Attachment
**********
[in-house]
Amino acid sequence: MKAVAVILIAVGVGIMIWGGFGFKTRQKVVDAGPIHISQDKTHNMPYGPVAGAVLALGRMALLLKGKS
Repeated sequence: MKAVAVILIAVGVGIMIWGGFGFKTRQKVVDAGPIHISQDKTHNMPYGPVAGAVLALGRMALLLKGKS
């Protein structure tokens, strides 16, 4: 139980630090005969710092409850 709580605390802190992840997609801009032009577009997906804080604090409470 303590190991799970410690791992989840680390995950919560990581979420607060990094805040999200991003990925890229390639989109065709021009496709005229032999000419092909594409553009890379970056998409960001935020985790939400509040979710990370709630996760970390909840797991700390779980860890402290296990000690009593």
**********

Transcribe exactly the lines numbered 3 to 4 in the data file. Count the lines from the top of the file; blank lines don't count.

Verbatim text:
Repeated sequence: MKAVAVILIAVGVGIMIWGGFGFKTRQKVVDAGPIHISQDKTHNMPYGPVAGAVLALGRMALLLKGKS
């Protein structure tokens, strides 16, 4: 139980630090005969710092409850 709580605390802190992840997609801009032009577009997906804080604090409470 303590190991799970410690791992989840680390995950919560990581979420607060990094805040999200991003990925890229390639989109065709021009496709005229032999000419092909594409553009890379970056998409960001935020985790939400509040979710990370709630996760970390909840797991700390779980860890402290296990000690009593």